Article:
Demonetisation helps discoms recover Rs2,875.42 crore in dues

Demonetisation helps discoms recover Rs2,875.42 crore in dues

Customers rushed to pay electricity bills in old currency notes in the days after the demonetisation move, helping power utilities clock an aggregate 13.6% increase in collections between 10 November and 15 December.

According to information collated by state-owned Power Finance Corporation (PFC) and reviewed by Mint, total collections by India’s 55 electricity distribution firms or discoms during the period was Rs25,116.86 crore—Rs3,007.57 crore more than the Rs22,109.29 crore collected a year ago. Interestingly, of the total collections, Rs2,875.42 crore was paid to settle arrears.

Prime Minister Narendra Modi on 8 November invalidated Rs500 and Rs1,000 currency notes, which made up 86% of the currency in circulation by value, as part of his government’s fight against black money, counterfeiting and terror finance. However, power utilities were allowed to accept payments in old Rs500 notes till 15 December. (In the case of utilities in the national capital region, there is 10-year-old cap of Rs4,000 on cash payments).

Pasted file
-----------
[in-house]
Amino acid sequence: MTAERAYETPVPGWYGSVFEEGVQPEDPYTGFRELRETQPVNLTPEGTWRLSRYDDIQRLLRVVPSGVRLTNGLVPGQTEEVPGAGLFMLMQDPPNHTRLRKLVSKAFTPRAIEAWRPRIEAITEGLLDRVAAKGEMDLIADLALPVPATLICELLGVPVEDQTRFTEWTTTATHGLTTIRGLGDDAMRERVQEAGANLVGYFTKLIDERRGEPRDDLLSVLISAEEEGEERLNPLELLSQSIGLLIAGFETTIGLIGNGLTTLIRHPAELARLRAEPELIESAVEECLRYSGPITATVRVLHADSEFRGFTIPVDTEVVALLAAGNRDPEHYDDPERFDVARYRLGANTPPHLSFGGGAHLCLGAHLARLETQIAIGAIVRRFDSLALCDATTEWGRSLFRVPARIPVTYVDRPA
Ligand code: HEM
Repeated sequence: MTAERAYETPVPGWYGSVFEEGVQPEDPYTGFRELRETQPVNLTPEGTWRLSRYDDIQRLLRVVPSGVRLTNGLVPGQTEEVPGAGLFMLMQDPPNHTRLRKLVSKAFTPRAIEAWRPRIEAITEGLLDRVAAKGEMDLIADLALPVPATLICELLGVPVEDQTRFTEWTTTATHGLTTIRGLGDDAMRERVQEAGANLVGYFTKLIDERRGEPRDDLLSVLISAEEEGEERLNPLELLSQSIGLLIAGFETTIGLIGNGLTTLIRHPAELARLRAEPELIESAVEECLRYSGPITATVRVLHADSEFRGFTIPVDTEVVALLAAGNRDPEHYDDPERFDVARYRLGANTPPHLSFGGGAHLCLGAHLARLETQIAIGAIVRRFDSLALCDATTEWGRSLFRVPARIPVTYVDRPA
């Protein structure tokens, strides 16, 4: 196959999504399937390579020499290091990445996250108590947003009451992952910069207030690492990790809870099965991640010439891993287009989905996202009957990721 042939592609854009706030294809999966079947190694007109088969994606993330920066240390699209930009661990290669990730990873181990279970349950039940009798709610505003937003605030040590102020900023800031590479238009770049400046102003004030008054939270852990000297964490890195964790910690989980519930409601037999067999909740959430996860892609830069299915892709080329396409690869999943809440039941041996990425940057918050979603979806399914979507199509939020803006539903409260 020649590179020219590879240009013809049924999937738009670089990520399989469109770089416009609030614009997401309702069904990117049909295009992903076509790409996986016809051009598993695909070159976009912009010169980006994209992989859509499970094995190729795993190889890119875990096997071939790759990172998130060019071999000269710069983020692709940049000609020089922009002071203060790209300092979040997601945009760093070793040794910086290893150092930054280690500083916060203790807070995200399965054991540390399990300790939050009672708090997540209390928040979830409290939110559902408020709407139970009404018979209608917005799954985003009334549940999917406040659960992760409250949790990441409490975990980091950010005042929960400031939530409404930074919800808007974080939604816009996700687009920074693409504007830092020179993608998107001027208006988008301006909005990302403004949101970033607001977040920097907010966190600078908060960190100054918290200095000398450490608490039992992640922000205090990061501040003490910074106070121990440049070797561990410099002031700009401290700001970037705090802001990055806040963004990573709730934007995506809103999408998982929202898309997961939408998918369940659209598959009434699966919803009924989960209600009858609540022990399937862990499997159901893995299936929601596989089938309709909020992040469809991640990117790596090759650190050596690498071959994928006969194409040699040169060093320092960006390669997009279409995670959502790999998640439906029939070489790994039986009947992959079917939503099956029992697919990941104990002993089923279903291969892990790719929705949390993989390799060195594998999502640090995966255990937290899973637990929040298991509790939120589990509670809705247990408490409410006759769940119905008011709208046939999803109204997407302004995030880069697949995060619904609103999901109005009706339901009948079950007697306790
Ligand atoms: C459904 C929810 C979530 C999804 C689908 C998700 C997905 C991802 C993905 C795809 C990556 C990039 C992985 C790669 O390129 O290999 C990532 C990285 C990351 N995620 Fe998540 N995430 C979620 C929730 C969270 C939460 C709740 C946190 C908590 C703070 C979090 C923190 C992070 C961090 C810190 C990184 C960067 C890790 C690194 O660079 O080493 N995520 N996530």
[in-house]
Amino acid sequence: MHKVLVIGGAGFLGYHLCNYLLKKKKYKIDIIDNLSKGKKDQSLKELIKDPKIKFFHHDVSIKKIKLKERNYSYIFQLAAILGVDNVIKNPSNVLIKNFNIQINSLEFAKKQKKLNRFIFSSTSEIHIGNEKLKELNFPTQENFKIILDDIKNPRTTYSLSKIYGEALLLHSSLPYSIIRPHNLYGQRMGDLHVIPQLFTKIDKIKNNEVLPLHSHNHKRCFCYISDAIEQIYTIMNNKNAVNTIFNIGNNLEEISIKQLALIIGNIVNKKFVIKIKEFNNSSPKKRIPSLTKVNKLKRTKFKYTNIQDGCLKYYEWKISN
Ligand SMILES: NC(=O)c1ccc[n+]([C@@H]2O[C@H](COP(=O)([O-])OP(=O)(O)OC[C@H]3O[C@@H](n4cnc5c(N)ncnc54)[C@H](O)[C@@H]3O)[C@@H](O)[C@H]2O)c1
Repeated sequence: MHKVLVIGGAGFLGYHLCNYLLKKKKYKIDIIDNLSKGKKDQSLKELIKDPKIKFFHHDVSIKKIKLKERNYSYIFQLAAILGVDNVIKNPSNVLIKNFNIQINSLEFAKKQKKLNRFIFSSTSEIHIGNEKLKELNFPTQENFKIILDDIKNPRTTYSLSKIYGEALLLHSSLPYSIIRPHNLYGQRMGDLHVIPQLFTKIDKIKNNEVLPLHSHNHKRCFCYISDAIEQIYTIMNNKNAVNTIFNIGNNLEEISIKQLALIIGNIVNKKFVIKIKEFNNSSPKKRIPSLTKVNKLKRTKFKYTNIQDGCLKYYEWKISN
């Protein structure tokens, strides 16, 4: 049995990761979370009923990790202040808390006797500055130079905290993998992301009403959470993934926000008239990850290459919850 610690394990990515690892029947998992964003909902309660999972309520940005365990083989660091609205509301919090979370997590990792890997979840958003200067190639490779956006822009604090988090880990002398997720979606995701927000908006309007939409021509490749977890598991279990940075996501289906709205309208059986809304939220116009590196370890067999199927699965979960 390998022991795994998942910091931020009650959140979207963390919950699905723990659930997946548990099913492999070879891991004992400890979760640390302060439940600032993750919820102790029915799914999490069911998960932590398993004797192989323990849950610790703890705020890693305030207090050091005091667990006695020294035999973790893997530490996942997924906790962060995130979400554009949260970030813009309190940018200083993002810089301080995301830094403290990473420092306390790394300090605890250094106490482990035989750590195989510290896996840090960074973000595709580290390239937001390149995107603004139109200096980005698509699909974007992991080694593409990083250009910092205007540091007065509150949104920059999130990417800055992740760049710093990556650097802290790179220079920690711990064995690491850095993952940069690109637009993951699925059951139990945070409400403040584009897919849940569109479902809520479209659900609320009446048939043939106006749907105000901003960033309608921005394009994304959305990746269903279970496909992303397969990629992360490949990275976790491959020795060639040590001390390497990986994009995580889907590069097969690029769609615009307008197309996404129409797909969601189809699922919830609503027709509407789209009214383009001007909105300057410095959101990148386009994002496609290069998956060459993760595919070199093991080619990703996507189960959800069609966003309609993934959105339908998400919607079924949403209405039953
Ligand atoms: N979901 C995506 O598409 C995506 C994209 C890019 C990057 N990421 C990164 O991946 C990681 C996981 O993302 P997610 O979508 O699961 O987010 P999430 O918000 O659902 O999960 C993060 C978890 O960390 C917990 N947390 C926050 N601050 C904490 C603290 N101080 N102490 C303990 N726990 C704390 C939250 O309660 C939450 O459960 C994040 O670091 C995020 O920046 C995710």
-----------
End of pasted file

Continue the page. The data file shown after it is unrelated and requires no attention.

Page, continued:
Some discoms saw a sharp spike in collections, as high as 251% in the case of North Eastern Electricity Supply Company of Odisha and a 204% jump in collections for North Bihar Power Distribution Company. Also, Tamil Nadu Generation and Distribution Corporation and Assam Power Distribution Company Ltd saw a 97% increase in collections each.

“There has been a sharp jump in the collections during the period and brought some relief to the discoms which have been under huge financial distress,” said a government official, requesting anonymity.

Mint reported on 25 November about power distribution companies becoming unexpected beneficiaries of the move to demonetise large currency denominations with consumers rushing to pay their dues in old Rs500 and Rs1,000 notes.

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“The collections by the discoms during the demonetisation period was good as the arrears have been paid,” said a senior PFC executive, who too requested anonymity. Read more

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